Ohio Passes Strong Tobacco Prevention Plan

Feb. 17 2000

Washington, DC - The CAMPAIGN FOR TOBACCO-FREE KIDS applauds Ohio’s governor and General Assembly for taking the lead in tobacco prevention and passing legislation to allocate more than $1 billion of the state’s tobacco settlement dollars to tobacco prevention programs.

A conference committee of the Ohio General Assembly late Tuesday agreed to a unique plan that will create a foundation to establish and operate prevention programs paid for by a new endowment funded by tobacco settlement dollars. Settlement payments for the fund are expected to exceed $1 billion by the year 2012. Approximately $30 million is expected by July 1 to launch the comprehensive tobacco program, which will be overseen by the non-profit’s board that will be jointly appointed by the governor and legislature. The full General Assembly approved the agreement today.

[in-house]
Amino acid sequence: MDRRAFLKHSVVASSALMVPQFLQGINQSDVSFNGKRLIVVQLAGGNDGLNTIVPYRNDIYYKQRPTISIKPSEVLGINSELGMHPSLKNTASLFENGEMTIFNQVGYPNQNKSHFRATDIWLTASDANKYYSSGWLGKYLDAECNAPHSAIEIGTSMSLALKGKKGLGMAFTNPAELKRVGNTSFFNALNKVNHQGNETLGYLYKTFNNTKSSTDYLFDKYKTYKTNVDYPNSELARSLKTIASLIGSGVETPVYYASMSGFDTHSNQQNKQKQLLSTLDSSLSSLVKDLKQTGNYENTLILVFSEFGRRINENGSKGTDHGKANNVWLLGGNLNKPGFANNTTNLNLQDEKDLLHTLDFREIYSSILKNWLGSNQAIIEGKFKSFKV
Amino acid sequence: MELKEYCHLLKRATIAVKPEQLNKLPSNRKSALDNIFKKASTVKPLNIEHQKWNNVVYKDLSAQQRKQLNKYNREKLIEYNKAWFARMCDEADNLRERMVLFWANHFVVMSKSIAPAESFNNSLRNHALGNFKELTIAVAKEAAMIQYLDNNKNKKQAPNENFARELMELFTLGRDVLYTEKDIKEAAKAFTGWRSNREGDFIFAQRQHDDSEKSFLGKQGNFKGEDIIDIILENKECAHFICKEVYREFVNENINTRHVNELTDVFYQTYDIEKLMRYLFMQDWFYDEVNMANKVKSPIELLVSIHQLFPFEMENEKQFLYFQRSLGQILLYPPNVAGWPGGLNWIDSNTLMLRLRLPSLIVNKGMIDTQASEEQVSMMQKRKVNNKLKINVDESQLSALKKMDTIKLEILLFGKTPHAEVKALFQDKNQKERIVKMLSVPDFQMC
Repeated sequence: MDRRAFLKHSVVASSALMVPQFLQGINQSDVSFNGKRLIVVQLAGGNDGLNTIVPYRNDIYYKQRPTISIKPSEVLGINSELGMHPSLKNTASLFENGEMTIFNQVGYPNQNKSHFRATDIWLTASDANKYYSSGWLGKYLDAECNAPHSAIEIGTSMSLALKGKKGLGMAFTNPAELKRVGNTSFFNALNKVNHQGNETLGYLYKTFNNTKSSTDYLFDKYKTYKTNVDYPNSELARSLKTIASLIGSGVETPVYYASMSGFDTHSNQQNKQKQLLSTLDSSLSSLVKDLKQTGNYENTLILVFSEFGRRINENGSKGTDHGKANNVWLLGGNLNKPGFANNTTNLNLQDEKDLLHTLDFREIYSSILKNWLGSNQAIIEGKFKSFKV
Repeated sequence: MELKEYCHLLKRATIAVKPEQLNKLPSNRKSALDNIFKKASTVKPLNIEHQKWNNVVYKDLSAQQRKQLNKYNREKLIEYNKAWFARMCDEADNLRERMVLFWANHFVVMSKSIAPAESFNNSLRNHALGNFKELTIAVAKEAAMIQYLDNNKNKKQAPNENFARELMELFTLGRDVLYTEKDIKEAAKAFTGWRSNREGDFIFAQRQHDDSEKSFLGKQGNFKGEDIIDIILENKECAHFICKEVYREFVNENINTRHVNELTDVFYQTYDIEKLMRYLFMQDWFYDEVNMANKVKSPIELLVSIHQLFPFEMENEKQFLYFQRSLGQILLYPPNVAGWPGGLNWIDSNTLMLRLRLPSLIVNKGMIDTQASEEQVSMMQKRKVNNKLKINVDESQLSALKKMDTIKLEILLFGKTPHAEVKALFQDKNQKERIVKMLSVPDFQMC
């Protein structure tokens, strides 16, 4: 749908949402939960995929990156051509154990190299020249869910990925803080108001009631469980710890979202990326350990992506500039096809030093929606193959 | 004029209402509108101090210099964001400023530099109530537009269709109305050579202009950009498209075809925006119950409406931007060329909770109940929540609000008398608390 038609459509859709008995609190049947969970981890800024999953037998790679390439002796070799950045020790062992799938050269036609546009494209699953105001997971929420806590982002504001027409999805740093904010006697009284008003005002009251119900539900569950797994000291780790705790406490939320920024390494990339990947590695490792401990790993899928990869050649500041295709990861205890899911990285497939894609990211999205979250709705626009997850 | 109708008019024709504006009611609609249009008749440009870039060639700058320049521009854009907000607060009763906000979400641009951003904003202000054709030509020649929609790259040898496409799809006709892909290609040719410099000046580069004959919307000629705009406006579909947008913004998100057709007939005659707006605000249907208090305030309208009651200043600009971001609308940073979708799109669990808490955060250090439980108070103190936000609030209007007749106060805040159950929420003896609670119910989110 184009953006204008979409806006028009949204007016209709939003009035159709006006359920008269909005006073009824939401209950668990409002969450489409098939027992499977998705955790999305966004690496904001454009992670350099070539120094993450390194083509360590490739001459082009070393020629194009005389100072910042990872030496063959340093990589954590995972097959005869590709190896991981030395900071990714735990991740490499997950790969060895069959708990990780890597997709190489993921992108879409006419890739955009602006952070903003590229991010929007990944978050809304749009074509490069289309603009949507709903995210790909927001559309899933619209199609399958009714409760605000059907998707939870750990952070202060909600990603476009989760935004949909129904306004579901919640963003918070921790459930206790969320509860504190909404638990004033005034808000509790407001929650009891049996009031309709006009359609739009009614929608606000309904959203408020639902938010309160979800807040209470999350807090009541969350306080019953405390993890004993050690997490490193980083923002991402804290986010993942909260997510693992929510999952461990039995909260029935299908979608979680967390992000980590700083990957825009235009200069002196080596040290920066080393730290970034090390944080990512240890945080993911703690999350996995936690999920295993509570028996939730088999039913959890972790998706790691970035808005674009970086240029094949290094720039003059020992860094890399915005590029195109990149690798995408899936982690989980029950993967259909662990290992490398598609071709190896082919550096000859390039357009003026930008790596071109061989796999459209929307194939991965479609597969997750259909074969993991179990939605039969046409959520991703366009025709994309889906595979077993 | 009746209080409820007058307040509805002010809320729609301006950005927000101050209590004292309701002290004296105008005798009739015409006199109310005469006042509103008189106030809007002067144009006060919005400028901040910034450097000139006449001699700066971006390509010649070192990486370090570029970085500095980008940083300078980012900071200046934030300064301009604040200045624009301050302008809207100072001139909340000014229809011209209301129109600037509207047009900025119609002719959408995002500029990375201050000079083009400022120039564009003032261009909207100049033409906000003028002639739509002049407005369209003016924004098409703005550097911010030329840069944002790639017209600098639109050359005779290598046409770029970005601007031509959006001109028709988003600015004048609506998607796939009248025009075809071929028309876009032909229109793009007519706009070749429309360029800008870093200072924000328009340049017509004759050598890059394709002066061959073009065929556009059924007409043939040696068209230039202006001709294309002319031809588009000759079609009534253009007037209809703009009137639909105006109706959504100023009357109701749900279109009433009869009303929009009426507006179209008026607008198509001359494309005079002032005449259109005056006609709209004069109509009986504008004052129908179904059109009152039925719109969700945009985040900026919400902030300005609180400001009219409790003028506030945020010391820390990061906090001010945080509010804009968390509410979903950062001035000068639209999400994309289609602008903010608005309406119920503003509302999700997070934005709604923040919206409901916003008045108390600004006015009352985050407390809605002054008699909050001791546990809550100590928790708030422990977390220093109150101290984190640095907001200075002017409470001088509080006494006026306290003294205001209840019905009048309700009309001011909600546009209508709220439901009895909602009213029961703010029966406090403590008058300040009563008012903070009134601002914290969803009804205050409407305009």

Ohio becomes the ninth state to allocate a significant portion of its settlement funds for programs to protect kids from tobacco or help adults quit. Other state legislatures are continuing to debate how to spend funds from the historic, $246 billion tobacco agreement of 1998.

“Our thanks go to Gov. Bob Taft, House Speaker Jo Ann Davidson, Senate President Richard Finan, the Ohio General Assembly, and the hundreds of grassroots organizations that worked so hard to ensure this historic vote,” said Matthew L. Myers, president of the CAMPAIGN FOR TOBACCO-FREE KIDS.

“Ohio’s leaders have kept the promise made when the tobacco settlement was signed and used the funding to protect kids and save lives. By creating an endowment, they have doubly assured the future health of Ohio’s next generation,” he said.

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